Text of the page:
A Silver Souvenir Spoon

By Cathy Chivers

According to Collins Concise English Dictionary:- Souvenir (Fr, orig info. to remember. L. Subvenire, to come to mind.) something kept as a reminder of a place, person or occasion; keepsake; memento. The Concise Oxford-Souvenir, Thing given, kept etc to recall the past….

Guernsey. One of the Channel Islands. Lies 12 kilometres west of France, and is 65 square kilometres in size. King Edward I in 1279 allowed his bailiffs in the Islands, by special act, the use of a seal bearing royal arms of England. These were never granted as a coat of arms until the reign of Edward VII in 1907. Guernsey became a fortified bastion. Today the Bailiwick has independent jurisdictions from the United Kingdom with their own government, currency, tax raising powers and Post Office. The capital is St Peter Port; the Island, which is governed by a Lieutenant Governor and an Assembly, is within the Diocese of Winchester. The Coat of Arms Gules, three lions passant guard ant in pale or, are those of the Kingdom of England and Normandy, surmounted by a bunch of Laurel leaves.

I began this research as I have just purchased a small silver souvenir spoon of Guernsey for a £1. It has the Coats of Arms and Island name. A 1975 Birmingham hallmark and the initials 'M.S.' are (double stamped) on the reverse of the bowl. This little spoon (10cm) is not the most expensive or remarkable in the world, but I began to wonder about the reason for souvenir spoons.

I returned to my computer and the internet, I am now more confident as a 'surfer' but not very patient for any results. I typed in spoon+silver+souvenier and waited. 156 sites came up on the screen, and I started to browse through them. The majority were from dealers in America from Florida through to California. Other hits were people promoting books which both related to the history of spoons as well as totally irrelevant topics .By adding the word +History only 42 site were shown. From one of these I found 'Spoons as commemorative items began with the Niagara Falls Suspension Bridge Spoon patented by Myron H Kinsley in 1881'. Was this the beginning?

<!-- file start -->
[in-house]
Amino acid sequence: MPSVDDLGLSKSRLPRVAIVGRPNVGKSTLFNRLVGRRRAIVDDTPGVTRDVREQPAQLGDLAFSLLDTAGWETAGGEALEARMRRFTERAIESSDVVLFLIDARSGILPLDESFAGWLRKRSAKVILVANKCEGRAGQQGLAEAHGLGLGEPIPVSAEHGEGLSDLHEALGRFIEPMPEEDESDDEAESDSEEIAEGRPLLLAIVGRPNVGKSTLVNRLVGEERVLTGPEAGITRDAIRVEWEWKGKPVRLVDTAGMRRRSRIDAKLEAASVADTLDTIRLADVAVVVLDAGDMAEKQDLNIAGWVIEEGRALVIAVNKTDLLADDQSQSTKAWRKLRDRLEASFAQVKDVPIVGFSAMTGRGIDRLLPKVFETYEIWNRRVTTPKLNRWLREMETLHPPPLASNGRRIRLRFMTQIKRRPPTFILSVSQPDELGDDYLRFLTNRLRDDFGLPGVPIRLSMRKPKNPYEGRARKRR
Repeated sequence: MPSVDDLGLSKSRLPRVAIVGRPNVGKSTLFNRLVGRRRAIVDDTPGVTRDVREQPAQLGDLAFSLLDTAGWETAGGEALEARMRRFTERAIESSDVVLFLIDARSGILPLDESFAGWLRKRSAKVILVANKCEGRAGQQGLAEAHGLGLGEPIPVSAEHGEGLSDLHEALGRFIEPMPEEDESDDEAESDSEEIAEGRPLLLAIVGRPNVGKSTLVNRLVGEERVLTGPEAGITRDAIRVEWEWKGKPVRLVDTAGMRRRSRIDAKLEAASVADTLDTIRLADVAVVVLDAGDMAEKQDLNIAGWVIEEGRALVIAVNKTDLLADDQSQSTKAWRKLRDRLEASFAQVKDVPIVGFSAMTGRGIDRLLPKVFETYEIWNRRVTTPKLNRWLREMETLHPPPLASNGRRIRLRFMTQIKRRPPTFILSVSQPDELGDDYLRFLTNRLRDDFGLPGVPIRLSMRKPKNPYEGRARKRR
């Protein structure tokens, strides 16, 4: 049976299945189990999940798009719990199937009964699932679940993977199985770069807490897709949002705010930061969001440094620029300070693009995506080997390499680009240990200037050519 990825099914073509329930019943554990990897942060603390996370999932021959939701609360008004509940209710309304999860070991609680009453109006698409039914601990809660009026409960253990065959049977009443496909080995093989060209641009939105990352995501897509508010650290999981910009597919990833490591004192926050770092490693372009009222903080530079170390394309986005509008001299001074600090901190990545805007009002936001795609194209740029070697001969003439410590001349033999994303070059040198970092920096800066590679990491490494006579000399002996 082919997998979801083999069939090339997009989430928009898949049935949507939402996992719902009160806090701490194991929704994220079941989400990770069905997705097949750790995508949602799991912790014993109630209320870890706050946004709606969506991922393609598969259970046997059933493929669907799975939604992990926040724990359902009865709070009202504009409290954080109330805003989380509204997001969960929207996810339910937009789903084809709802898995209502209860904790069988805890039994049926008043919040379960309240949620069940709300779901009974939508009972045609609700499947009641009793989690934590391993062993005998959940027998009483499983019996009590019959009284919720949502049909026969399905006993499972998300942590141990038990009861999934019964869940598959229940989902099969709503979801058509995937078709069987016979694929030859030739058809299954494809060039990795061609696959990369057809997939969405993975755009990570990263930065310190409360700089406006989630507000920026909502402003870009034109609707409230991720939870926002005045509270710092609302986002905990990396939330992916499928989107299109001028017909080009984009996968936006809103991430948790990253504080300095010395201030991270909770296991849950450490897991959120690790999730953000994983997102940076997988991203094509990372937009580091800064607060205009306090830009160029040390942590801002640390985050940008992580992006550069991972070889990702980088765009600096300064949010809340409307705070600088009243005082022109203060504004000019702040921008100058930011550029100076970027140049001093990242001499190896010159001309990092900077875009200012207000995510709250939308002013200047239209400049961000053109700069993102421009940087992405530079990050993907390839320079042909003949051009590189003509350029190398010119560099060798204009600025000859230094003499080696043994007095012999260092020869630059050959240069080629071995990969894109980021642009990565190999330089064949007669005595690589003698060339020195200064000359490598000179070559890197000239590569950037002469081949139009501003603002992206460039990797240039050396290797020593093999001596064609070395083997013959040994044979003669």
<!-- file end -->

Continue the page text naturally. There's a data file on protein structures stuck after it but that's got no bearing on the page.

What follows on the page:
Another source led me to believe that the Coronation of William and Mary in 1689 might have been the earliest commemorative spoon. Although crests had been used extensively on flatware the reason was not one of memento. The Victorians by 1890s had taken the fashion from America for souvenir spoons and a wide variety of innumerable designs were produced by 'celebrated silversmiths' Gorham & Company, of Broadway New York, Tiffany and Co as well as numerous smaller manufacturers. The spoon was a popular collectors item.

It is my experience that at any antique market you will find someone selling from a basket a wide variety of die stamped, sand cast, silver and silver-plated souvenir spoons from around the world, some having a colourful illustration of their most notable landmark. With the bowl being engraved/decorated as well as the terminal. These memorabilia help us to remember an enjoyable time, every conceivable event, person, place and occasion seems to be commemorated and the spoon became an ideal keepsake.

As yet I have not been able to discover "why spoons?" as a souvenir.


The Finial, April/May 2003

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